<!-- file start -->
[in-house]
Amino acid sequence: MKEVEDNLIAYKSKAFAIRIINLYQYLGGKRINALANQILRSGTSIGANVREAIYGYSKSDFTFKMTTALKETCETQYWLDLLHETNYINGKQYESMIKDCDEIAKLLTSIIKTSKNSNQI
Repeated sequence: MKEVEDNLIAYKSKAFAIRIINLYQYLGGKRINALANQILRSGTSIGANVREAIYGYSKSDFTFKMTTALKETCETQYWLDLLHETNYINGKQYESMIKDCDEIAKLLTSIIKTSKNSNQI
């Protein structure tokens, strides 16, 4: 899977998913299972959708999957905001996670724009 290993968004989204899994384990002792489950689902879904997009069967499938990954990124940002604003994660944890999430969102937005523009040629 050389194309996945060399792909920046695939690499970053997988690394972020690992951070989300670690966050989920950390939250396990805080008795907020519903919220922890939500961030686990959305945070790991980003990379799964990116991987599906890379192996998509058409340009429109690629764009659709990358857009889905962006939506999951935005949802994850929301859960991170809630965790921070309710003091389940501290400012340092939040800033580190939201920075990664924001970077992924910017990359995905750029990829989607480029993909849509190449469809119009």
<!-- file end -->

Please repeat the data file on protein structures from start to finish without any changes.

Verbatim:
[in-house]
Amino acid sequence: MKEVEDNLIAYKSKAFAIRIINLYQYLGGKRINALANQILRSGTSIGANVREAIYGYSKSDFTFKMTTALKETCETQYWLDLLHETNYINGKQYESMIKDCDEIAKLLTSIIKTSKNSNQI
Repeated sequence: MKEVEDNLIAYKSKAFAIRIINLYQYLGGKRINALANQILRSGTSIGANVREAIYGYSKSDFTFKMTTALKETCETQYWLDLLHETNYINGKQYESMIKDCDEIAKLLTSIIKTSKNSNQI
């Protein structure tokens, strides 16, 4: 899977998913299972959708999957905001996670724009 290993968004989204899994384990002792489950689902879904997009069967499938990954990124940002604003994660944890999430969102937005523009040629 050389194309996945060399792909920046695939690499970053997988690394972020690992951070989300670690966050989920950390939250396990805080008795907020519903919220922890939500961030686990959305945070790991980003990379799964990116991987599906890379192996998509058409340009429109690629764009659709990358857009889905962006939506999951935005949802994850929301859960991170809630965790921070309710003091389940501290400012340092939040800033580190939201920075990664924001970077992924910017990359995905750029990829989607480029993909849509190449469809119009």